Interesting stuff coming up in Firefox 10 (Aurora)

November 12, 2011 in Web Development

Yesterday, Mozilla announced the availability of Firefox 10 beta, named Aurora. The version introduces a bunch of new HTML5 features and some of them sound very interesting.

HTML5 visibility API

Currently, there are no good ways for a website or web app to know when the window or tab is currently active AND visible. You could probably hack something together that would stipulate when any element on the page has focus or something simliar to that, but that could be very error prone.

The HTML5 visibility API allows your website to know if the browser window or tab is currently active. It provides both a function/property for retrieving the current state (there are three: visible, hidden, prerender) but it also introduces an event that gets triggered when that state changes.

This is very handy as some of the examples on the MDN website indicate. Eg. when you want to check for updates in the background, but might not want to check unless the user is currently on the page. Another example would be when you are playing a video, the user might not want to have that video playing when not viewing the page.

I have to admit I’m also a bit worried, if this feature will be used a lot, that websites will make too many assumptions around how you use them. For an example, I often listen to videos in the background while doing something else, but if there was built in functionality for stopping the video when I’m not watching, that would be horrible for me, personally.

None the less, it’s a very interesting feature.

Battery status API

It’s not linked in the feature list and not at all explained but they mention under the Javascript section that they implemented the Battery API. I can only guess but it might be the Battery Status HTML5 API. Which adds events and an API for retrieving the battery status of the device that the website is being displayed on.

That would allow your website to display a notification, or starting an auto-save or stopping compute-intensive processes. It’s use is pretty limited for normal websites, but as we see more powerful applications being used and developed on mobile devices, this can be very useful for users and the developers.

Native apps are, indeed, dying. Web apps ftw!

IndexedDB improvements

IndexedDB is a browser based storage which has been available since Firefox 5 and Chrome 12 (has not been implemented in any mobile browser yet). It is particularly well suited for storing large amounts of structured data (think SQL). The storage is persistant and is in that regards similar to Dom Storage (localStorage, sessionStorage etc) and could probably be used for a similar use case, however the API is a lot more complicated and is SQL based it works a lot like SQL based databases, but does not use SQL. You can see examples on how to use IndexedDB on this Mozilla blog post.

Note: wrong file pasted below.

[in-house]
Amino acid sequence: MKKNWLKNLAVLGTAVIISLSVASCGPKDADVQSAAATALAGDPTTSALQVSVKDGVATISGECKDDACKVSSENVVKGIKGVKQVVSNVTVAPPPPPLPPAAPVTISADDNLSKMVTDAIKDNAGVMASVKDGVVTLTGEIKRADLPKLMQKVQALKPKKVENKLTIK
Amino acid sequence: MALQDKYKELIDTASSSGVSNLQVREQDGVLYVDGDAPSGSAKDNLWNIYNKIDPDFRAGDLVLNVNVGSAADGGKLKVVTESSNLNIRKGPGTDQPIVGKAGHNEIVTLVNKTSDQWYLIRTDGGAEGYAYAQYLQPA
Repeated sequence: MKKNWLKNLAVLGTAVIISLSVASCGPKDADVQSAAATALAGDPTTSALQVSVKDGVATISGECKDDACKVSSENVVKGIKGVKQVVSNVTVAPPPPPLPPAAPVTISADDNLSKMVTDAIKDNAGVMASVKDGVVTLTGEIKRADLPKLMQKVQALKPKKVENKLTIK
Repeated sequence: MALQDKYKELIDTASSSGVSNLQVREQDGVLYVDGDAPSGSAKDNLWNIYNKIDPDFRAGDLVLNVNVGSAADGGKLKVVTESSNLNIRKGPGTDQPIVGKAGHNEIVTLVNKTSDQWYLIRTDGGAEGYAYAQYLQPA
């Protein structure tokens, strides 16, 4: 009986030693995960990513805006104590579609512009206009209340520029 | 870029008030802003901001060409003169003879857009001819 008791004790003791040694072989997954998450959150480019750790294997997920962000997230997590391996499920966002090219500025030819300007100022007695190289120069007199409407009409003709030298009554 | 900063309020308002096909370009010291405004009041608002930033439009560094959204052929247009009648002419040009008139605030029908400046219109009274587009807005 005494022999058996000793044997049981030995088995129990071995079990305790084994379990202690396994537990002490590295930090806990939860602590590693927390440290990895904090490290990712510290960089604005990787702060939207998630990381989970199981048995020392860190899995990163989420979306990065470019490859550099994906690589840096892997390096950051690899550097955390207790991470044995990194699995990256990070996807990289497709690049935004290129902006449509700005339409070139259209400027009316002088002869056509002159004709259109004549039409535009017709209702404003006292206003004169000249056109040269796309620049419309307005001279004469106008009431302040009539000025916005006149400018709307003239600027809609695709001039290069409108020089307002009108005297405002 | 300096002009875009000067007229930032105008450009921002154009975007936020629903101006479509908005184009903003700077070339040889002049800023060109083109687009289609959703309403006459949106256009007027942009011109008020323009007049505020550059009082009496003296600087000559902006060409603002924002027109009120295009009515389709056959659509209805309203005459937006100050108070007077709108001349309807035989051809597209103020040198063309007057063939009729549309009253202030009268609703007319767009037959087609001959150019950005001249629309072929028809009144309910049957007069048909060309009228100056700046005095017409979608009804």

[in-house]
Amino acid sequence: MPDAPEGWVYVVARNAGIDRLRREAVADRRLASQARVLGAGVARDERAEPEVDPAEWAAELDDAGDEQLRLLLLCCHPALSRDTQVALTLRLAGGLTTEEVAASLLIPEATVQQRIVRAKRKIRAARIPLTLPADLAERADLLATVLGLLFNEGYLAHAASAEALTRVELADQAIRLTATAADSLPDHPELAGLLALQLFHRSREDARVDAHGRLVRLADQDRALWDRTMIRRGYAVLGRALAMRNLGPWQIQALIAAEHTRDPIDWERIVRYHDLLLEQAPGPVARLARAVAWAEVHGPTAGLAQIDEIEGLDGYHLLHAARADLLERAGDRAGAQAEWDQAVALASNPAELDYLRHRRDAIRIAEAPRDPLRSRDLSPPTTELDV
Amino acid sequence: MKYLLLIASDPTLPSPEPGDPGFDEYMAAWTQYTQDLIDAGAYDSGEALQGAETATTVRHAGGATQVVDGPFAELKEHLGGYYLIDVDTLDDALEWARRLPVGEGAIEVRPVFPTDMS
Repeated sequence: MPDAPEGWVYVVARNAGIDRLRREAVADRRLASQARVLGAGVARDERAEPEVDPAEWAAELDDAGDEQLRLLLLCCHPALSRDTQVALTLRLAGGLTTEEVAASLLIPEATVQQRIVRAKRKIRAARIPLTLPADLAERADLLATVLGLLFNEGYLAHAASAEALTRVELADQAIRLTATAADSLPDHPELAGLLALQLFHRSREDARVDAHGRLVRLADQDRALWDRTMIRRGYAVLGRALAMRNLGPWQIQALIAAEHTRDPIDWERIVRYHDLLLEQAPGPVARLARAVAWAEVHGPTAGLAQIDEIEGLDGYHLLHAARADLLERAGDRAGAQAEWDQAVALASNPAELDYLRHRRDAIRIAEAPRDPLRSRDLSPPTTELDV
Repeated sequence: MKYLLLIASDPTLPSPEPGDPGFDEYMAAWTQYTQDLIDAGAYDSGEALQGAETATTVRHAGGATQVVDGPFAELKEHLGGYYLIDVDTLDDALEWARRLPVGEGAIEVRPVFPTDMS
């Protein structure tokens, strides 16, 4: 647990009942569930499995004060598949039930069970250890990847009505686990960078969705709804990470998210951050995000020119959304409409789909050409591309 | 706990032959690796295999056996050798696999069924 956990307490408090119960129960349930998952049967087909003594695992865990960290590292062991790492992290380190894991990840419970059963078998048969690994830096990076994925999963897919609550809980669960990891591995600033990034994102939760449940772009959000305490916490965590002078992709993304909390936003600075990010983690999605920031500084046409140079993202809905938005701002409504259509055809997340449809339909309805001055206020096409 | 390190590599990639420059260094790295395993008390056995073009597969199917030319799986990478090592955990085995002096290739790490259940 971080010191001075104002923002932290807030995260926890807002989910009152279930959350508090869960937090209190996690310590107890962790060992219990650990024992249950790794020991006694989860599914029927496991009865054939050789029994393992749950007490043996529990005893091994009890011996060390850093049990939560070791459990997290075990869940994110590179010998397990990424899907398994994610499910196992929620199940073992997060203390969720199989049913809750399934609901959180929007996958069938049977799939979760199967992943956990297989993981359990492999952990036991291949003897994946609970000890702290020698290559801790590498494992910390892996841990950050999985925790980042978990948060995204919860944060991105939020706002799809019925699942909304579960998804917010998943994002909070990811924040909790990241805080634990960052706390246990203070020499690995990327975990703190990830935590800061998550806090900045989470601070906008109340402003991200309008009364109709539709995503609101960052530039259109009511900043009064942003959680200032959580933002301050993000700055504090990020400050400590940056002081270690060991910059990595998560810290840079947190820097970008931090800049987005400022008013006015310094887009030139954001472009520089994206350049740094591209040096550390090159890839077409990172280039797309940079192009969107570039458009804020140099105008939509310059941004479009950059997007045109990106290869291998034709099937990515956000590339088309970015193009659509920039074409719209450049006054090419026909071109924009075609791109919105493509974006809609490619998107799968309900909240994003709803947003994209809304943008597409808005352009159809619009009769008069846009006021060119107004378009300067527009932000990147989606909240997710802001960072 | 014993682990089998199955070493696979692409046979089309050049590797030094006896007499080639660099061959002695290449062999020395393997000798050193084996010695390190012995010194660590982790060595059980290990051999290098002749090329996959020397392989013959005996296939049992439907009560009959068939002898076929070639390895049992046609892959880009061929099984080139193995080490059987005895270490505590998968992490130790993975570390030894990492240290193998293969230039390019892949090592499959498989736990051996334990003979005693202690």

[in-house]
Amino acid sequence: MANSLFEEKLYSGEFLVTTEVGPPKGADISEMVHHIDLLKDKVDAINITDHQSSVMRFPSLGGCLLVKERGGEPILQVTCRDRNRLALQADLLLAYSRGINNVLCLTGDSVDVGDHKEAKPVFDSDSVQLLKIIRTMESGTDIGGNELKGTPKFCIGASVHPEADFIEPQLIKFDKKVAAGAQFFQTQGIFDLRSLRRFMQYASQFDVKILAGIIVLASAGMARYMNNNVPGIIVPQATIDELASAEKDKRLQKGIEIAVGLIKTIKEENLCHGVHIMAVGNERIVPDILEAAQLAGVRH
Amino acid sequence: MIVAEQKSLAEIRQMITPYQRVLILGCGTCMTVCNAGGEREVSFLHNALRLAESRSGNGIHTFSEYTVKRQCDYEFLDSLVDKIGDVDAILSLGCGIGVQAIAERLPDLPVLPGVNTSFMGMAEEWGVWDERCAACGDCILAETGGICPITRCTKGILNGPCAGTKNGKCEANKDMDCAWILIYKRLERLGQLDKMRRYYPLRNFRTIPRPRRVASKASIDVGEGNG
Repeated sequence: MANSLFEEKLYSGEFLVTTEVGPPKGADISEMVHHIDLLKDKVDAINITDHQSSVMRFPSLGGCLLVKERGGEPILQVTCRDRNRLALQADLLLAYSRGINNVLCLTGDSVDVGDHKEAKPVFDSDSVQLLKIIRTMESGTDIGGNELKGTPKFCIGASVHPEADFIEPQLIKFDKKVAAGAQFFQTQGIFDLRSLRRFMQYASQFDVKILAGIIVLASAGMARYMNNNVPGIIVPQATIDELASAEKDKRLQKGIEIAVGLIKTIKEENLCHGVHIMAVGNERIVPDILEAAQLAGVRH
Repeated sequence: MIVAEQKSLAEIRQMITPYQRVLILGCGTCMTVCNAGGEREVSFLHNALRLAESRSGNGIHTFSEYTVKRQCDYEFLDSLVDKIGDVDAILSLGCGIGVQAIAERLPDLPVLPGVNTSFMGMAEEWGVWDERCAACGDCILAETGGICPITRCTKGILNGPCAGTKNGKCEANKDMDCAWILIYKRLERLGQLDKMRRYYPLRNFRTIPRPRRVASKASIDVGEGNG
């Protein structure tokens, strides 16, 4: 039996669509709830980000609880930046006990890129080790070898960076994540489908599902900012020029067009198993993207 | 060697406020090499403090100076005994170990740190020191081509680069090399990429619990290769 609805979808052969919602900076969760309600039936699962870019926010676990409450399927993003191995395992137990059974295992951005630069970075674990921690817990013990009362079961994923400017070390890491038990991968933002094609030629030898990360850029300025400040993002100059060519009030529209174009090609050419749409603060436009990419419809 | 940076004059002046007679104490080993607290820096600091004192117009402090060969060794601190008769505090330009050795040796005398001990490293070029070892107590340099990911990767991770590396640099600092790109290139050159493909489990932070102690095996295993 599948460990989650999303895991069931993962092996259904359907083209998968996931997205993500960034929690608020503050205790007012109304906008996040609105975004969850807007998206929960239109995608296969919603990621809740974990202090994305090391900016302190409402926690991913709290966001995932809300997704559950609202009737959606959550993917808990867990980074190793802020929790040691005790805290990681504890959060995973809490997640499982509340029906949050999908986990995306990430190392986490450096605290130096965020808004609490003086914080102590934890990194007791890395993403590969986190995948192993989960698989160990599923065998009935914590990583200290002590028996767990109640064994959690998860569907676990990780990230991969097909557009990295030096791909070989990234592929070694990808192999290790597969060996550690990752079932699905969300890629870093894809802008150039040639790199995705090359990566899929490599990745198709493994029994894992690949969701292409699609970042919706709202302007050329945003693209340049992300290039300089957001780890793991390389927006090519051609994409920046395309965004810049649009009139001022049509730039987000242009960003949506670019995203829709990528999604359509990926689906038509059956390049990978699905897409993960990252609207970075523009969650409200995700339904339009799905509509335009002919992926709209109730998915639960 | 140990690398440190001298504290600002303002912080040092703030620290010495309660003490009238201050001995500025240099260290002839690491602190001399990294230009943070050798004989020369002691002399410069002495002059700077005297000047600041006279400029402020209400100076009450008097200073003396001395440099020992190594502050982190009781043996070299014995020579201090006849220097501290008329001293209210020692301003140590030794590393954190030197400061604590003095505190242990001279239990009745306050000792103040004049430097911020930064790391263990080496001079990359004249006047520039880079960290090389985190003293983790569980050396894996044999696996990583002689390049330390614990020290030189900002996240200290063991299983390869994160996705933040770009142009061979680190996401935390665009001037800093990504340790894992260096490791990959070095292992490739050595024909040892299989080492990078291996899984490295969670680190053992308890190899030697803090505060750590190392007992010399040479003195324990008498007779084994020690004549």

In Aurora the feature has been improved a lot with new functions for retrieving counts, being able to delete a database, improvements on accepting keys and key ranges in methods, etc. It seems like it’s becoming a really viable option for production environments.

Other interesting tweaks and features

  • Firefox will from now on not allow the same website to open more than one popup window.
  • Further improvements to WebWorkers
  • Rendering improvements to WebGL
  • And lots of bug fixes and minor improvements
Be sure to check out the release announcement for a full list of additions and/or download the Aurora beta from the Firefox release channel. I’ll hopefully be playing with some of these features in the near future, if I have the time.
  • Wellington Cordeiro

    Just by the way, Aurora isn’t the beta. There’s a Beta channel, Aurora Channel and Nightly channel.
    Check out this for more info,

  • nevf

    IndexedDB is not SQL based at all. I think you have your wires crossed here. WebSQL is the only HTML5 Database that uses SQL.

    • Arnor Heidar Sigurdsson

      Thanks. I realize that what I wrote was very easily misunderstood and may have seemed wrong. It wasn’t very obvious that I meant that it works a lot like SQL based databases, in that it has tables, indexes, fields etc, but the interface is different. The big mistake of course is that SQL refers to the language used to insert and retrieve from a database, but I was referring to it’s relation to how what we typically refer to SQL databases as having tables etc. (which might also be a bit technically different to a typical SQL-based database in indexeddb)

      Thanks for pointing out the mistake.